Hellenic Hubris

The Trojan Rescue Plan

Yanis Greece Reuters
Yanis Varoufakis, Greece's combatitive finance minister.
  • Why it matters

    Why it matters

    Greece needs to access more funding as its coffers rapidly empty. Issuing threats, however, is unlikely to go down well in Brussels or Berlin.

  • Facts


    • In February, Athens reached a deal with its partners to extend its bailout until June.
    • Greece sent a list of seven reform proposals to Brussels last week.
    • The troika of lenders, the ECB, E.U. and IMF, want to send officials to Greece to assess its true financial situation.
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The Greeks are not prepared to take their medicine quietly.

The Athens government needs money, but is still trying to set the rules and conditions on the funds it needs to keep afloat.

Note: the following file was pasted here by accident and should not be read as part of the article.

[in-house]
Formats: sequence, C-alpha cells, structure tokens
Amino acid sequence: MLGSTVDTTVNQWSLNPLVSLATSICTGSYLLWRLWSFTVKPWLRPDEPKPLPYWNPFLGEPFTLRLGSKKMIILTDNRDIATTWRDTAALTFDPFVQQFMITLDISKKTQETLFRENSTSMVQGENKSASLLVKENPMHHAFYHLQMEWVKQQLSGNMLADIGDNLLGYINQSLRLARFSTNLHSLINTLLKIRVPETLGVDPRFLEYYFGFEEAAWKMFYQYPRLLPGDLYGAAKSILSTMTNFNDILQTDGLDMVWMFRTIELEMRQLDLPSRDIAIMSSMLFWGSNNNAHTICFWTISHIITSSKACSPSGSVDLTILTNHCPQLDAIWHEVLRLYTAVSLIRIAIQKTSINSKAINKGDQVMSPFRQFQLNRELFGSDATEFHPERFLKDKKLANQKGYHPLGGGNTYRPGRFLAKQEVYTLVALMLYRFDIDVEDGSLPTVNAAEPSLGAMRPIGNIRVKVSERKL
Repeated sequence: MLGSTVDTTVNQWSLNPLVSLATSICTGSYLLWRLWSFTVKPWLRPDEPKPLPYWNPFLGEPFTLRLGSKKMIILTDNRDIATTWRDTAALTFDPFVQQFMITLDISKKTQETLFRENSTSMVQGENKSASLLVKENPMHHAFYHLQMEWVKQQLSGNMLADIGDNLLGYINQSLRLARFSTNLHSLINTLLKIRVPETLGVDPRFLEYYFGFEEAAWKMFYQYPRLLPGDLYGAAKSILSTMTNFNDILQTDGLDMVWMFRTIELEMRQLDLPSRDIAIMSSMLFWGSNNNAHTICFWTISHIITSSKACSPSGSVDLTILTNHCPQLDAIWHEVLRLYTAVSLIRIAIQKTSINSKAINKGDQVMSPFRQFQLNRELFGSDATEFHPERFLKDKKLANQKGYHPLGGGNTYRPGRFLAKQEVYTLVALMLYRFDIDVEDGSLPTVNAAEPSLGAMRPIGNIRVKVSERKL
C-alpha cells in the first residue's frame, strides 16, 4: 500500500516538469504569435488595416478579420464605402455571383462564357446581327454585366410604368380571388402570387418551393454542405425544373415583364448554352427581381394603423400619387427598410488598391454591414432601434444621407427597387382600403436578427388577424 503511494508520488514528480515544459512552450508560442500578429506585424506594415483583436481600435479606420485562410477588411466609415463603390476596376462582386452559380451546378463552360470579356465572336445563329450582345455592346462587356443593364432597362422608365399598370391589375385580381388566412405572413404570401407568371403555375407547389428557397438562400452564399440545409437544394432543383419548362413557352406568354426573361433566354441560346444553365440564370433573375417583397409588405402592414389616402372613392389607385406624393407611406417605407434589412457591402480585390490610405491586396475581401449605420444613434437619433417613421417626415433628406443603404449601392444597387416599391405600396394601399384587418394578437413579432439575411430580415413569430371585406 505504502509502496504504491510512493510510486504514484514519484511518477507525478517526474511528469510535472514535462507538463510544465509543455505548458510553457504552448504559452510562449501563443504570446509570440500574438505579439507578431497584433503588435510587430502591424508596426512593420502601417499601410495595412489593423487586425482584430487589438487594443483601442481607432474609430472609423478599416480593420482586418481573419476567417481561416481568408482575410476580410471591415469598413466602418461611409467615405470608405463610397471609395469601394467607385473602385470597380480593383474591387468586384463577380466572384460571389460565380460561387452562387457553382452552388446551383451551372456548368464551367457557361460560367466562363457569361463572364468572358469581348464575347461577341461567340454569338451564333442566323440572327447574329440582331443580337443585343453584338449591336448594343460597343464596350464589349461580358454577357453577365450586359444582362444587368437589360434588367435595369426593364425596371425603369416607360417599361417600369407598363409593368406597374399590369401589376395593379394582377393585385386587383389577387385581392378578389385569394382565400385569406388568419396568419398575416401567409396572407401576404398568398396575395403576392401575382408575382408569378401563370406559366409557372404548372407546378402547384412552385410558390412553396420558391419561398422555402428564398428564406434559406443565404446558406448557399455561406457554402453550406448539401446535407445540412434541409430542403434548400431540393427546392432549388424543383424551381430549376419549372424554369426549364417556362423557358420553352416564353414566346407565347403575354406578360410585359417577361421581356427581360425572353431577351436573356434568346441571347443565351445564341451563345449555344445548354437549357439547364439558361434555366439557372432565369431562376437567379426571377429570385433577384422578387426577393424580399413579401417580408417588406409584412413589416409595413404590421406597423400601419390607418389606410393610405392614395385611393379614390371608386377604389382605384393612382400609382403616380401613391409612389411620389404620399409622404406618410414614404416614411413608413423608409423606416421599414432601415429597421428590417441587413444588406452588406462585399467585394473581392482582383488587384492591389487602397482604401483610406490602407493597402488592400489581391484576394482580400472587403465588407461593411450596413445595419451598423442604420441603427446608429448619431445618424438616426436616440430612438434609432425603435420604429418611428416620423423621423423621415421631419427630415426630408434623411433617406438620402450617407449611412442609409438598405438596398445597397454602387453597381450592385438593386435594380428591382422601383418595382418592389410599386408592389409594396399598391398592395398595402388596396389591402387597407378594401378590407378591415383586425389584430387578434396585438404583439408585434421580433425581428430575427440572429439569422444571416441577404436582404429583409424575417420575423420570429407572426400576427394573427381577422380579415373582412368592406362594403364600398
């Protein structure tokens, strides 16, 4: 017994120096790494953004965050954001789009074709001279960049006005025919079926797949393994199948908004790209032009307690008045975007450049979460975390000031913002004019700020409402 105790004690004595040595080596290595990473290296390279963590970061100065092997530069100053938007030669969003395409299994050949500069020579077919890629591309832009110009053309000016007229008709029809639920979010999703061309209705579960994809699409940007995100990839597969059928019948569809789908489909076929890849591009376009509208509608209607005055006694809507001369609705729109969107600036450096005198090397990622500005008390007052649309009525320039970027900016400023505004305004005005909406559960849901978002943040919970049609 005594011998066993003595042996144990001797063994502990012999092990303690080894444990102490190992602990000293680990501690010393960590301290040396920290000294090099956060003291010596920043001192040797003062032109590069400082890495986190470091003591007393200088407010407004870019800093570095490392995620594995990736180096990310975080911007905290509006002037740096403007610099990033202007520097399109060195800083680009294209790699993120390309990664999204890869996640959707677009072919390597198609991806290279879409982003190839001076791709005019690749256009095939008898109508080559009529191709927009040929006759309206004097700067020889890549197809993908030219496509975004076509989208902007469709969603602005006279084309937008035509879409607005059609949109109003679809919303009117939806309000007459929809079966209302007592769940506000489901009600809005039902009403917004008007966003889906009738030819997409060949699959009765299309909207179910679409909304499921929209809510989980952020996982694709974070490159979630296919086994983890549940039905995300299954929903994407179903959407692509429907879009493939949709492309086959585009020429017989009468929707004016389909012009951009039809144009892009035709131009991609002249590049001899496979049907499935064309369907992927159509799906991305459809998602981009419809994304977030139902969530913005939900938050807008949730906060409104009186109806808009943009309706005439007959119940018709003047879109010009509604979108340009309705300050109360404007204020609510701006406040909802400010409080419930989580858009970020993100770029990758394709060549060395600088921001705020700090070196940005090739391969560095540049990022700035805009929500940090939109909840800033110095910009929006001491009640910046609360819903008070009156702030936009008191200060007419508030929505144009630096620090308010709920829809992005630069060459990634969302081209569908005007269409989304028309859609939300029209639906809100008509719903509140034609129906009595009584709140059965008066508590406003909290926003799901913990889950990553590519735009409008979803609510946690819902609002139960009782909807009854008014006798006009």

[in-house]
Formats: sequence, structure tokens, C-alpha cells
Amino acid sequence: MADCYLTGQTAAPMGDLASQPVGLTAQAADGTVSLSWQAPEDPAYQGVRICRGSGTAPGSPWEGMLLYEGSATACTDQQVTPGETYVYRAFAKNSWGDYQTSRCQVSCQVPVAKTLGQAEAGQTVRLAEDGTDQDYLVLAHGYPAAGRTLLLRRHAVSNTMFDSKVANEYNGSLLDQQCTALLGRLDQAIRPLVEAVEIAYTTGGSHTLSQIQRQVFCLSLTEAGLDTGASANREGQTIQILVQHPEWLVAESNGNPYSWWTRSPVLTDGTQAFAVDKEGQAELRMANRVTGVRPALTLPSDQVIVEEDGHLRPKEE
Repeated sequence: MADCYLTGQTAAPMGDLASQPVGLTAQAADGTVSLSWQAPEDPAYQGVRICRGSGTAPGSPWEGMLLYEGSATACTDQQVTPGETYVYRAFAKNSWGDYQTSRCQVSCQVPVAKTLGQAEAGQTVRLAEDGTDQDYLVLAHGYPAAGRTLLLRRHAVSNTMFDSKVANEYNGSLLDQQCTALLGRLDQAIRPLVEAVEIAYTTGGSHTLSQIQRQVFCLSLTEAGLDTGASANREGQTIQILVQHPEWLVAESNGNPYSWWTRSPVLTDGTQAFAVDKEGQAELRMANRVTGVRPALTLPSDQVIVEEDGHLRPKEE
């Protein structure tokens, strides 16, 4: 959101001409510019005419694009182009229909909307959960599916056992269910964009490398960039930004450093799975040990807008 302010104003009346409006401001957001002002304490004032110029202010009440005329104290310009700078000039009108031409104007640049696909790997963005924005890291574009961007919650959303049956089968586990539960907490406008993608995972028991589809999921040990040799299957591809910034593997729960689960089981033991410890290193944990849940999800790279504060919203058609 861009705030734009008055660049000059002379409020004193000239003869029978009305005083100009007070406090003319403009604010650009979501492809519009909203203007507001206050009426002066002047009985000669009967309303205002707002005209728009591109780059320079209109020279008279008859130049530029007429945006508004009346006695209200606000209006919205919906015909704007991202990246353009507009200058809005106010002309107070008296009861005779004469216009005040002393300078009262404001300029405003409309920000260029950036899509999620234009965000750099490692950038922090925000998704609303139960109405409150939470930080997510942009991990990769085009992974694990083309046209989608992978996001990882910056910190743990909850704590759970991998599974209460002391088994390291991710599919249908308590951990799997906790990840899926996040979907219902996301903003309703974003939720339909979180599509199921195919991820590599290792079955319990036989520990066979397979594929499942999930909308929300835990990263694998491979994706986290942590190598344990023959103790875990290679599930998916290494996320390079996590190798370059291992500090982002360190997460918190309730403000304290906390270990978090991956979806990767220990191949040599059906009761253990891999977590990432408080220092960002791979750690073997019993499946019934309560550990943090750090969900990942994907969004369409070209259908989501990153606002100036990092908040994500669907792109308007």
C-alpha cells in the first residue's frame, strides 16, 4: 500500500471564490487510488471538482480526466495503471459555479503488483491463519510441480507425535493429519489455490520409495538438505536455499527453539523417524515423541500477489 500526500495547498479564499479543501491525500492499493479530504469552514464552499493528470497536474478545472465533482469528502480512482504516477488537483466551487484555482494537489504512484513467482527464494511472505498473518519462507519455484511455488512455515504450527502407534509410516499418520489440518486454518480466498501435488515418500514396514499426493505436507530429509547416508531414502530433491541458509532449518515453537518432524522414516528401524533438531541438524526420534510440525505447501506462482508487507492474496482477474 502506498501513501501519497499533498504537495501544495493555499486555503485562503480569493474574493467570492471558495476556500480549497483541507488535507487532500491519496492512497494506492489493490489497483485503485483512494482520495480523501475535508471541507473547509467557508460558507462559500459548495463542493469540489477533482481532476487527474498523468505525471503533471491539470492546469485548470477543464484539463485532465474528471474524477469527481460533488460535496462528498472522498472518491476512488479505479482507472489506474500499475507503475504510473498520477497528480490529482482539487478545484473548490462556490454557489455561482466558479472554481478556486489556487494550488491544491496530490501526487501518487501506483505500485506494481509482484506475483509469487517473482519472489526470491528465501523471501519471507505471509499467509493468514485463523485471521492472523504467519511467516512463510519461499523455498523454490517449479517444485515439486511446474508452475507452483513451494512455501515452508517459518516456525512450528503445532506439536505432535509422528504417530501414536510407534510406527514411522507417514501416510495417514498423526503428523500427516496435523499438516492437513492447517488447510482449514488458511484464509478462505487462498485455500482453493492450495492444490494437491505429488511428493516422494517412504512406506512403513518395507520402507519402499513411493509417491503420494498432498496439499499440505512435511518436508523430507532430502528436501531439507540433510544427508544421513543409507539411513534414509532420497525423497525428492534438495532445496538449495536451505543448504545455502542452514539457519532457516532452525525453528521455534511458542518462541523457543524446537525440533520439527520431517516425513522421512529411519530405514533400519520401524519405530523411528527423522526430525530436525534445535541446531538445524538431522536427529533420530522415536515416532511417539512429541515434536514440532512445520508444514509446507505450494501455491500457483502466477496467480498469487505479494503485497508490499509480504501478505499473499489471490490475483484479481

As the euro zone’s 19 finance ministers gather in Brussels today to discuss Greece again, finance minister Yanis Varoufakis has threatened to hold a national referendum or a new election if the rest of Europe does not accept Syriza’s reform proposals.

Syriza came to power in January promising to abandon austerity measures but two weeks ago appeared to strike a tentative deal with creditors to continue the hated reforms in exchange for more money.

Greece’s lenders told the nation it had until the end of April to clarify which reforms it planned to make in exchange for further aid.

Last Thursday, Mr. Varoufakis sent a letter to Brussels outlining his reform plans. In an interview over the weekend with Italian newspaper Corriere della Sera, he threatened his lenders once again if they rejected the country’s reform plans.

“We are not yet glued to our chairs. We can return to elections, call a referendum,” Mr. Varoufakis told the newspaper.

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